One of the architects of Plan B, former Governor of the Central Bank of Cyprus, Panicos Demetriades, admits in his March 2016 article, “Political economy of a euro area banking crisis,” that the objective of bailing in only deposits over €100,000 was specifically to “impose losses on foreign investors . . .” He also proudly reports as the “more positive side” of the bail-in that “70% of the value of deposits affected concerned foreign residents,” like Greek nationals, “thus, leaving the Cypriot households and businesses unaffected . . .,” in his May 9, 2013 Presentation of the CBC Annual Report for 2012.
In this CBC document, the Central Bank Governor Demetriades acknowledges that it is Cyprus’ responsibility to provide deposit protection, or carry the burden when that deposit protection scheme fails. It also shows that Cyprus transferred that burden to you to avoid its own “obligation for the Republic of Cyprus to repay the €6,4 billion of insured deposits in Laiki Bank.”
An email from the Law Office of the Republic of Cyprus to the IMF explaining, after the rejection of Plan A on March 19, 2013, that applying a haircut under Plan B “to non-residents” (e.g., Greek nationals) would be “legally problematic in a number of ways" and that “it seems highly likely” that it violates Cyprus’ Bilateral Investment Treaties, which require that an expropriatory measure like Plan B be accompanied by “immediate effective and ample compensation.”
In this letter to the Cyprus Bar Association, the Central Bank of Cyprus itself admits that any haircut is unconstitutional and that any attempt to deny that it violates human rights “cannot merit serious consideration.”
In this official Position Paper of the Cypriot Government, the Ministry of Finance concedes that “it is not fair” that Laiki and Bank of Cyprus bondholders “should now suffer a haircut because of the wrong decisions” of the Cypriot Government itself, and offers to compensate bondholders by buying up their bonds for €1.9 billion and exchange them for government bonds repayable in 2018. It also opines that it will likely lose any resulting lawsuits against it anyway.
Excerpts from the Pikis Commission Report dated September 28, 2013, show that Central Bank Governor Demetriades admitted that “the Bank of Cyprus was not in need of support” and that until the sale of its Greek operations to Piraeus Bank on March 26, 2013 (and, therefore, also when Demetriades and the Minister of Finance placed Bank of Cyprus in resolution on March 25, 2013), the Bank of Cyprus was actually solvent.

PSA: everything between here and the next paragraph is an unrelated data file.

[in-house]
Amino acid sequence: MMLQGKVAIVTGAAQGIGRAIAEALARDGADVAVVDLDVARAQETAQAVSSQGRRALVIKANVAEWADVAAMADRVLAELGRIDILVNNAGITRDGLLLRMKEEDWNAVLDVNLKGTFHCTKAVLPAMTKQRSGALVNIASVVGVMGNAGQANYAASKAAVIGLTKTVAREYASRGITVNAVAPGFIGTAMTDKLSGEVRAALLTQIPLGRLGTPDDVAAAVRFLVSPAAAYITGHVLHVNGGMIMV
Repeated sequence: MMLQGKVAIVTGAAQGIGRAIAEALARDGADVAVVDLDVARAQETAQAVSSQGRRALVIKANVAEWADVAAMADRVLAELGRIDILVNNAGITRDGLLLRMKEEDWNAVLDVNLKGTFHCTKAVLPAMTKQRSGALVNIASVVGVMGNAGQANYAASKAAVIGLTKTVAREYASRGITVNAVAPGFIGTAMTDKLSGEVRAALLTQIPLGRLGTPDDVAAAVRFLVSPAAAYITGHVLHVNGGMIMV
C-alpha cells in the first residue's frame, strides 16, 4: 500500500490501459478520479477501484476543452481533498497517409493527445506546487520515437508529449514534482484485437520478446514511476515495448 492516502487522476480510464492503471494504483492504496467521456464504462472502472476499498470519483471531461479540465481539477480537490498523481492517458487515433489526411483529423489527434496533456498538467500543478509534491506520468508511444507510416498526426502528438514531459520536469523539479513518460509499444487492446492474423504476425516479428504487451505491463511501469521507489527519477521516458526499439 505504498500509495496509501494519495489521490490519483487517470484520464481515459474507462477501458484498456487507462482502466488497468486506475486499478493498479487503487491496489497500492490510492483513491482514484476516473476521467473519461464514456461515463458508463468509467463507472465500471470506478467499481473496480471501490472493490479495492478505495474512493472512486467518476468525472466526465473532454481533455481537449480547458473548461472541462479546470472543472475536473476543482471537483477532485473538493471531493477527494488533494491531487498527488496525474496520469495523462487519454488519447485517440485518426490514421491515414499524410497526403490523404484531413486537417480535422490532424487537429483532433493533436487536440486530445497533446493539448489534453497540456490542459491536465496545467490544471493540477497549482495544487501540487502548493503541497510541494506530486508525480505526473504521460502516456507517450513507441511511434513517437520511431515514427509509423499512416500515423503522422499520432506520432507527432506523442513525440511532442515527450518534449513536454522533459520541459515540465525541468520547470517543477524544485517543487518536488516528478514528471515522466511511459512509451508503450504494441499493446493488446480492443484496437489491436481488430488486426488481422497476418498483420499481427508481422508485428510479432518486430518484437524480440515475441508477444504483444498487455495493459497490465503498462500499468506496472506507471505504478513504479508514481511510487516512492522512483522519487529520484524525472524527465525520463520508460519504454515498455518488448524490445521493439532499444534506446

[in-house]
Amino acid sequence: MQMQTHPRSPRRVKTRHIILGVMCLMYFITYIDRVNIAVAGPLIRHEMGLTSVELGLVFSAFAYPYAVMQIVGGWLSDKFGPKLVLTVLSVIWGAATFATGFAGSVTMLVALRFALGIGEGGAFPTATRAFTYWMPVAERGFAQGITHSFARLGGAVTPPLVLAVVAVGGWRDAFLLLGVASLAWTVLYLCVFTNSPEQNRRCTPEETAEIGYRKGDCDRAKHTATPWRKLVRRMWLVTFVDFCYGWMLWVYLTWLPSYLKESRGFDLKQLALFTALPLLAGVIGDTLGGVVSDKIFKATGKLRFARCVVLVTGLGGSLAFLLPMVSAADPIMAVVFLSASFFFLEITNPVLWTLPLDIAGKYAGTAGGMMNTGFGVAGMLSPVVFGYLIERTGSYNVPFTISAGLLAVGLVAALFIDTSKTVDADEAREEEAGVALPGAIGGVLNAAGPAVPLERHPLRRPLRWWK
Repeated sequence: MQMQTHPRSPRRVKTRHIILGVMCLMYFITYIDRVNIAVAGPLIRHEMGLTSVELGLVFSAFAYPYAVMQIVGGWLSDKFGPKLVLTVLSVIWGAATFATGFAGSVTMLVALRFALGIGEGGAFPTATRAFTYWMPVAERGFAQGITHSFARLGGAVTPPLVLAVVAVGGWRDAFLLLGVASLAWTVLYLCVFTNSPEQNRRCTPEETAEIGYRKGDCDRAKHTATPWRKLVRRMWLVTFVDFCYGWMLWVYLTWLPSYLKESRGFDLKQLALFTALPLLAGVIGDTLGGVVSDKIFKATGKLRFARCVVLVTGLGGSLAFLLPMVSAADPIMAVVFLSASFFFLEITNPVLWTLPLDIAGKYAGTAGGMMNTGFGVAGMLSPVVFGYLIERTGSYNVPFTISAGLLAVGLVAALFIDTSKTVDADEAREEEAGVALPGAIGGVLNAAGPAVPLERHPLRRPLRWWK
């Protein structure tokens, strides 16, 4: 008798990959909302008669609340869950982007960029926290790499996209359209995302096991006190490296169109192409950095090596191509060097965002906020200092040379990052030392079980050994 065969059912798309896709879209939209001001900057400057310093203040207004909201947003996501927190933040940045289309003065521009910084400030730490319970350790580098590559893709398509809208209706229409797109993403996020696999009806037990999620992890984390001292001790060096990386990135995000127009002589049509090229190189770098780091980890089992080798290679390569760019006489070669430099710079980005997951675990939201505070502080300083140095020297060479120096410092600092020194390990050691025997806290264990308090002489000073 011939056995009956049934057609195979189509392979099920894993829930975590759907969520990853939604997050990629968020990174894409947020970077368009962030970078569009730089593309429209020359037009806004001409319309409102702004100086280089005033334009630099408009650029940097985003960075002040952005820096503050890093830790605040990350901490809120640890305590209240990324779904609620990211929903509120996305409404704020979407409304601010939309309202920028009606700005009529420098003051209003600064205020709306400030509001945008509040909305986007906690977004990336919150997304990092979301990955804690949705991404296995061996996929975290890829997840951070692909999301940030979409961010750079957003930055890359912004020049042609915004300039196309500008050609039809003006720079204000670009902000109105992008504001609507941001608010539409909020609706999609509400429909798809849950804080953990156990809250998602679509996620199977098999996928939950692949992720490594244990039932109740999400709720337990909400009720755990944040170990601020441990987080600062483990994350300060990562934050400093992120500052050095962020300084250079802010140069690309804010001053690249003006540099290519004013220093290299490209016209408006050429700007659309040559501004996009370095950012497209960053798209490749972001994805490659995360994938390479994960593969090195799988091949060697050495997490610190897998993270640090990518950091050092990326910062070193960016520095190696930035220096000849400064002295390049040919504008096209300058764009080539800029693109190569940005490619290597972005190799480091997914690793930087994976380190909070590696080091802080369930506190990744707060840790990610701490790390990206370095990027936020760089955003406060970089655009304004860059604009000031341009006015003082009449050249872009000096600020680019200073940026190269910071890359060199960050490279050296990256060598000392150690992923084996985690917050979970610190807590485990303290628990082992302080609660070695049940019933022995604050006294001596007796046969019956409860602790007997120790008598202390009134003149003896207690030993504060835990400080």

This document shows Cyprus already intended to place Laiki and the Bank of Cyprus in resolution on March 18, 2013, a day before Plan A (which was designed to save both banks) was even introduced to (let alone rejected by) Parliament on March 19, 2013, because “[t]he passing of resolution legislation as part of Plan B may provide an opportunity to facilitate the Greek disposal.”
Central Bank Governor Demetriades admits in his recent book that he and President Anastasiades knew that the healthy Bank of Cyprus would also be put in resolution but deliberately did not tell Parliament when it was asked to urgently adopt the Resolution Law giving the Central Bank resolution powers.
This ECB analysis shows that converting Laiki’s and Bank of Cyprus’ Greek branches into subsidiaries would sufficiently mitigate the contagion risk resulting from a possible resolution of the banks. But the problem was that conversion would first have to be approved by the Bank of Greece.
This document reveals that Central Bank Governor Demetriades had not only discussed converting Laiki’s and Bank of Cyprus’ Greek branches into subsidiaries with his Greek colleague in 2012, but also obtained his permission as early as June 2012 – clearly demonstrating that the so-called “fire-sale” of the Greek operations in March 2013 at a €3.4 billion loss had long been prepared and was no emergency measure at all.